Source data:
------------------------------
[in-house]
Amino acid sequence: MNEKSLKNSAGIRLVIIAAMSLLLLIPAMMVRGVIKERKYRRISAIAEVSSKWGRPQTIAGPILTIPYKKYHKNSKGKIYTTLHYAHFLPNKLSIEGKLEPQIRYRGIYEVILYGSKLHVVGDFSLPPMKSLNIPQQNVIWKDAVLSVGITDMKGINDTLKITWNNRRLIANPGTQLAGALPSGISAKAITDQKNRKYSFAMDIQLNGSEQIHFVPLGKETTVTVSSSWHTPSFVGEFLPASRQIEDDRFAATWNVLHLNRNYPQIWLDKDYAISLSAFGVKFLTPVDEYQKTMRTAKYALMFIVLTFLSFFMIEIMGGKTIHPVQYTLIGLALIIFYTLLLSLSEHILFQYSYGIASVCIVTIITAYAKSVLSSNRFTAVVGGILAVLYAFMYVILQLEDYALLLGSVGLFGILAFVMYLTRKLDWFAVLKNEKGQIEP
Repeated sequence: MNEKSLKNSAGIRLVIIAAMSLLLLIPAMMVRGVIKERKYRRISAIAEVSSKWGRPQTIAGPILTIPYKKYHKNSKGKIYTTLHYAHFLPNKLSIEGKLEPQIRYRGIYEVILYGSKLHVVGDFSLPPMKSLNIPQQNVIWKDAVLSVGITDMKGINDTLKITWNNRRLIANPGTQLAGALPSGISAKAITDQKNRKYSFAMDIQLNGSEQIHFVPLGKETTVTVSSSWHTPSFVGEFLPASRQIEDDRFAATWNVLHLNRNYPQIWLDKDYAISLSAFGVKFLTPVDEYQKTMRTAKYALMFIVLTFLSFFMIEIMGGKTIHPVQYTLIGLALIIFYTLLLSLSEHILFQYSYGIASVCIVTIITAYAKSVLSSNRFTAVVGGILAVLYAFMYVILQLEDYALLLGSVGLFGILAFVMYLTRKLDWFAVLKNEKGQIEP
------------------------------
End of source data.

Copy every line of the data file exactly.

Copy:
[in-house]
Amino acid sequence: MNEKSLKNSAGIRLVIIAAMSLLLLIPAMMVRGVIKERKYRRISAIAEVSSKWGRPQTIAGPILTIPYKKYHKNSKGKIYTTLHYAHFLPNKLSIEGKLEPQIRYRGIYEVILYGSKLHVVGDFSLPPMKSLNIPQQNVIWKDAVLSVGITDMKGINDTLKITWNNRRLIANPGTQLAGALPSGISAKAITDQKNRKYSFAMDIQLNGSEQIHFVPLGKETTVTVSSSWHTPSFVGEFLPASRQIEDDRFAATWNVLHLNRNYPQIWLDKDYAISLSAFGVKFLTPVDEYQKTMRTAKYALMFIVLTFLSFFMIEIMGGKTIHPVQYTLIGLALIIFYTLLLSLSEHILFQYSYGIASVCIVTIITAYAKSVLSSNRFTAVVGGILAVLYAFMYVILQLEDYALLLGSVGLFGILAFVMYLTRKLDWFAVLKNEKGQIEP
Repeated sequence: MNEKSLKNSAGIRLVIIAAMSLLLLIPAMMVRGVIKERKYRRISAIAEVSSKWGRPQTIAGPILTIPYKKYHKNSKGKIYTTLHYAHFLPNKLSIEGKLEPQIRYRGIYEVILYGSKLHVVGDFSLPPMKSLNIPQQNVIWKDAVLSVGITDMKGINDTLKITWNNRRLIANPGTQLAGALPSGISAKAITDQKNRKYSFAMDIQLNGSEQIHFVPLGKETTVTVSSSWHTPSFVGEFLPASRQIEDDRFAATWNVLHLNRNYPQIWLDKDYAISLSAFGVKFLTPVDEYQKTMRTAKYALMFIVLTFLSFFMIEIMGGKTIHPVQYTLIGLALIIFYTLLLSLSEHILFQYSYGIASVCIVTIITAYAKSVLSSNRFTAVVGGILAVLYAFMYVILQLEDYALLLGSVGLFGILAFVMYLTRKLDWFAVLKNEKGQIEP